Employers rarely are allowed to deny an employee medical leave so long as the employee makes reasonable efforts to:
- Properly inform their employer in writing about their need for medical leave;
- Provide an employer the minimal information necessary through a medical practitioner’s note to confirm the medical nature of the leave required; and
- Work with the employer where necessary to help accommodate their mental health struggles in the workplace moving forward.
Employers generally should not deny an employee medical leave without a reasonable and justifiable basis. Even then, it may be prudent to allow the employee to go on medical leave; though employers may not need to pay them until they are able to return to work. Employees typically have access to short-term or long-term disability benefits in such a case.
If an employer unduly denies an employee medical leave and demands they show up to work anyway, they could face potential legal claims for:
- Constructive dismissal;
- Violations of the ESA; and
- Discrimination and failure to accommodate under the Code.
A constructive dismissal claim in this context may entitle an employee to severance entitlements and Human Rights damages. The employee has the alternative option of filing an Application with the Ontario Human Rights Tribunal to seek lost wages and Human Rights damages.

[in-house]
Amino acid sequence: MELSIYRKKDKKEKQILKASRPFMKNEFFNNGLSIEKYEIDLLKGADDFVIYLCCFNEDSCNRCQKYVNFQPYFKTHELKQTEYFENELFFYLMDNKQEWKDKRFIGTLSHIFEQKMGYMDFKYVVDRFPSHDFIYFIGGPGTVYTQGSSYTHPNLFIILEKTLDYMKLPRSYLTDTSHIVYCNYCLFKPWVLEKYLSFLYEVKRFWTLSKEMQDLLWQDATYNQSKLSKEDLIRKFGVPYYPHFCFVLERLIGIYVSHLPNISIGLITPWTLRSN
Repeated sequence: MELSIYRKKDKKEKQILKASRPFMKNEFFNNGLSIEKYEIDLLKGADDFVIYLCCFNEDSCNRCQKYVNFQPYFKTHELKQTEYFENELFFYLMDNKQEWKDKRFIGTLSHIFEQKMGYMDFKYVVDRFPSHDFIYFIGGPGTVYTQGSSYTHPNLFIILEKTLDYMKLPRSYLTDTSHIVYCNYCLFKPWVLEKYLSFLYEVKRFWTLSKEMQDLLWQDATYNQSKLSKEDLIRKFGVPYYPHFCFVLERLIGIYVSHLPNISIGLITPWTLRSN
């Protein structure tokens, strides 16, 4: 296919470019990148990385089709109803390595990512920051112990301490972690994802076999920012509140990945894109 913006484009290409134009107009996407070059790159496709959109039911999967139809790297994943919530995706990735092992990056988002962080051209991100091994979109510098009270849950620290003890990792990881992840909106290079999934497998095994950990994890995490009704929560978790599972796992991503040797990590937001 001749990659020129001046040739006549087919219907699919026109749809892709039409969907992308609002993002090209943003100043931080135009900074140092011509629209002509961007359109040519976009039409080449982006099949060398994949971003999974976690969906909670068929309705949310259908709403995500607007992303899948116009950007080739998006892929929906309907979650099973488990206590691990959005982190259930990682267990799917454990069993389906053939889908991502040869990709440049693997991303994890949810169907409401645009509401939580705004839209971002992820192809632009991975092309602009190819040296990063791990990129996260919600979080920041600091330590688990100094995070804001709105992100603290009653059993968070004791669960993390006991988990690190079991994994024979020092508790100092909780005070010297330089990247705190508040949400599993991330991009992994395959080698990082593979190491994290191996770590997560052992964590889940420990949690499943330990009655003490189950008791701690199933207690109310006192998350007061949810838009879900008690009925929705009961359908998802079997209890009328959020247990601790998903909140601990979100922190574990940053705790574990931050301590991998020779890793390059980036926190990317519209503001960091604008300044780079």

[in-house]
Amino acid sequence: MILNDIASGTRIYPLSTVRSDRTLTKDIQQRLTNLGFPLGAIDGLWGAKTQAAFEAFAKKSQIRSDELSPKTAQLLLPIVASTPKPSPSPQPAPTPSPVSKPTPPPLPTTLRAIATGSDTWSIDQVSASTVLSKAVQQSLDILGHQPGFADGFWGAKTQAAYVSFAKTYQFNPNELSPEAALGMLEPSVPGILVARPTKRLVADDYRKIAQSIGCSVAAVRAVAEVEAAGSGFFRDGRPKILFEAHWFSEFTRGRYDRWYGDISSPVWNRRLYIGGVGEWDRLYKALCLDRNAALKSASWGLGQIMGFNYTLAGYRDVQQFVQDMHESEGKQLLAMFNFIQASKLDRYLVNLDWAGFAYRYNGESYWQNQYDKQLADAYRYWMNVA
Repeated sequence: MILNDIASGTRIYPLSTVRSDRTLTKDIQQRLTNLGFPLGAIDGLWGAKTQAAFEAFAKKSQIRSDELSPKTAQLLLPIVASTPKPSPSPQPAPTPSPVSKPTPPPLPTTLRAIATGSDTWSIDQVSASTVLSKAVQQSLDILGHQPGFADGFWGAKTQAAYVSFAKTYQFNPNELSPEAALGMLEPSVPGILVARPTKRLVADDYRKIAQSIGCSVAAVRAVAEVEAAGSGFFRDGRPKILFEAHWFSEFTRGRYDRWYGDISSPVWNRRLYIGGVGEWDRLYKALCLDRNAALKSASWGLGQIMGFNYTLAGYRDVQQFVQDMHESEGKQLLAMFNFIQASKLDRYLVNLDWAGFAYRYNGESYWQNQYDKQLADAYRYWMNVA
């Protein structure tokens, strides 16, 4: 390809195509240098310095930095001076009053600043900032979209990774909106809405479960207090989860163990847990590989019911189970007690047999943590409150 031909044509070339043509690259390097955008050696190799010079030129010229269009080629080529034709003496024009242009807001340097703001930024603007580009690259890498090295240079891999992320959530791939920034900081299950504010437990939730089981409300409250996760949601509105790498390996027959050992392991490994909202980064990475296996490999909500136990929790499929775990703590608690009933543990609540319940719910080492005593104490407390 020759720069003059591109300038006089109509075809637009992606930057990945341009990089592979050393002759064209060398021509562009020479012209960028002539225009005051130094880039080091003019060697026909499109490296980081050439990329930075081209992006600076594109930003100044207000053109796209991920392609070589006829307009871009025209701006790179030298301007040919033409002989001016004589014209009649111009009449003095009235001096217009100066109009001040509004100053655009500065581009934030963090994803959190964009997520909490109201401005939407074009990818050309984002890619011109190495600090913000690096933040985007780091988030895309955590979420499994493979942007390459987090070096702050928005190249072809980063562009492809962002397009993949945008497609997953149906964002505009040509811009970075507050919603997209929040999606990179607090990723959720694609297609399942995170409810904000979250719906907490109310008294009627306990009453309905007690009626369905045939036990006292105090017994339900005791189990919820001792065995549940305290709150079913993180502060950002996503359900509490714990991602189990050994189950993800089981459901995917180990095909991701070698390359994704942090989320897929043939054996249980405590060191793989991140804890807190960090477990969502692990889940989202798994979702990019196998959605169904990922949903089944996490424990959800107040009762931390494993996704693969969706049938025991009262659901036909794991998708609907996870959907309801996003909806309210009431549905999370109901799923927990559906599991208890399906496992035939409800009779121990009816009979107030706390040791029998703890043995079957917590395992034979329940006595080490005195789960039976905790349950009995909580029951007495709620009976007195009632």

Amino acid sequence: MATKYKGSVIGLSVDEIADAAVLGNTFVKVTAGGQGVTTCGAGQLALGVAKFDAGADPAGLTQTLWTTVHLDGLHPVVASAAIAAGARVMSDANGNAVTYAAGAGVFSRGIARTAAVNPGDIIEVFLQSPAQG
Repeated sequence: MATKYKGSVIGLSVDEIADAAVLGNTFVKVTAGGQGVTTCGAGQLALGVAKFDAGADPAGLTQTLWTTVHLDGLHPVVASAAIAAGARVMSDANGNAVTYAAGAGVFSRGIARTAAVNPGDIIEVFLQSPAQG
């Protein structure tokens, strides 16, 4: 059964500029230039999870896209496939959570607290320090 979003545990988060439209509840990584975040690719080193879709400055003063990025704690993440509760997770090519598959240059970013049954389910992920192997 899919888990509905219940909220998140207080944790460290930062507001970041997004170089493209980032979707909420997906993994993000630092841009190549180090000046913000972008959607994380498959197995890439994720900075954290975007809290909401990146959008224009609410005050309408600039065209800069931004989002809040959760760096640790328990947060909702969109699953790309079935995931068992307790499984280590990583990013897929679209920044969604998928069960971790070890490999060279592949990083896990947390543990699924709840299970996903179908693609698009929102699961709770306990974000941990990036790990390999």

How an Employment and Human Rights Lawyer can Help
Whether you are an employee seeking medical leave or an employer facing a legal claim, it is best to discuss your legal entitlements and options with employment and Human Rights lawyer promptly.
An employment and Human Rights lawyer has the training, experience and expertise to help you:
- Prepare a persuasive demand or response letter with appropriate legal support for your legal position;
- Understand your legal entitlements and obligations;
- Navigate negotiations and the appropriate legal process; and
- Maximize the chances of achieving your desired result while minimizing your legal risks.
In any given situation, there is no substitute for promptly consulting an employment and Human Rights lawyer where there is a workplace dispute.
Employees in Ontario are entitled to minimum periods of unpaid leave and potentially longer under the ESA and the Code. Employers can also prepare workplace policies and procedures to ensure employees know what they have to do for requesting a medical leave.
Employers have the right to know the basic details about a mental health struggle when an employee is going on medical leave through an appropriate note from a medical practitioner. This typically does not include a specific diagnosis or confidential medical information. Where an employer refuses an employee their right to medical leave and takes further inappropriate action against an employee, they may face legal claims for severance and Human Rights damages.
If you are an employer or an employee with questions about workplace medical leave or need assistance with a workplace dispute, our team of experienced workplace lawyers at Achkar Law can help. Contact us by phone toll-free at 1 (800) 771-7882 or email us at [email protected], and we will be happy to assist.